FBI’s no-marijuana policy may go up in smoke in effort to recruit the best hackers

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The FBI says its no-tolerance marijuana policy is forcing the agency to turn away its best hacker recruits.

“I have to hire a great work force to compete with those cyber criminals, and some of those kids want to smoke weed on the way to the interview,” FBI Director James Comey told the White Collar Crime Institute on Monday, according to The Wall Street Journal.

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Cybersecurity is a growing priority for the law enforcement agency. Congress has authorized the FBI to hire 2,000 recruits this year and the majority of them will be assigned to cyber crimes units.

In a roundtable with reporters earlier this month, Mr Comey reiterated his focus on cyber crimes, saying cyber-related issues are going to dominate his tenure.

The FBI is “grappling with the question right now” of how to amend its marijuana policies, Mr. Comey told the White Collar Crime Institute, an annual conference held at the New York City Bar Association in Manhattan

Scene from the 1995 film Hackers.

Enlarge Photo

Scene from the 1995 film Hackers. more >

According to the FBI’s website, all applicants who have smoked pot within the last three years are excluded from consideration.

One conference attendee asked Mr. Comey about a friend who didn’t apply to the FBI because of the policy.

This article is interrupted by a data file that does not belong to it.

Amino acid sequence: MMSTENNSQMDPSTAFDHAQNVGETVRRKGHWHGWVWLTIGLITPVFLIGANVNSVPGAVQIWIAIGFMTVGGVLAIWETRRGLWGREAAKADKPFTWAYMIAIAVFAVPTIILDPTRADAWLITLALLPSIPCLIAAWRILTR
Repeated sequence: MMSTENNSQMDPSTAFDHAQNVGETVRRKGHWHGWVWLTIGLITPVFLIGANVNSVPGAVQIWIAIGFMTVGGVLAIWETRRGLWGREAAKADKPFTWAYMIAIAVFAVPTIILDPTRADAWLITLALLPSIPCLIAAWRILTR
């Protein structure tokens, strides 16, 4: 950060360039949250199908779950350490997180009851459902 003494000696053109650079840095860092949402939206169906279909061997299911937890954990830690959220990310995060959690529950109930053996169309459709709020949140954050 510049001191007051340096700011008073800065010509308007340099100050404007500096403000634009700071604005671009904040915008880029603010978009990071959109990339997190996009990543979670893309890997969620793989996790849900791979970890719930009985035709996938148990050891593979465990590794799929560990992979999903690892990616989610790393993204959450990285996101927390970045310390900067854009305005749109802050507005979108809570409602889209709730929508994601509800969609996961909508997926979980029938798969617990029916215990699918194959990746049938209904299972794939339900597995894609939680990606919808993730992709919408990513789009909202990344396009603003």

“He should go ahead and apply,” despite the marijuana use, Mr. Comey said, according to the Journal.

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In Mr. Comey’s prepared remarks, he said: “In recent years, we have changed both our mindset and the way we do business.”

He added that in the past, the agency had been criticized for working “inbox.” Now, it’s trying “to look out beyond our inbox to assess what the dangers are, what’s being done about them, and, given that and our resources, what we should spend time on,” he said.

© Copyright 2014 The Washington Times, LLC. Click here for reprint permission.

About the Author
Kelly Riddell

Kelly Riddell

Kelly Riddell covers national security for The Washington Times.

Before joining The Times, Kelly was a Washington-based reporter for Bloomberg News for six years, covering the intersection between business and politics through a variety of industry-based beats. She most recently covered technology, where her reports ranged from cybersecurity to congressional policymakers.

Before joining Bloomberg, she was a management consultant and ...

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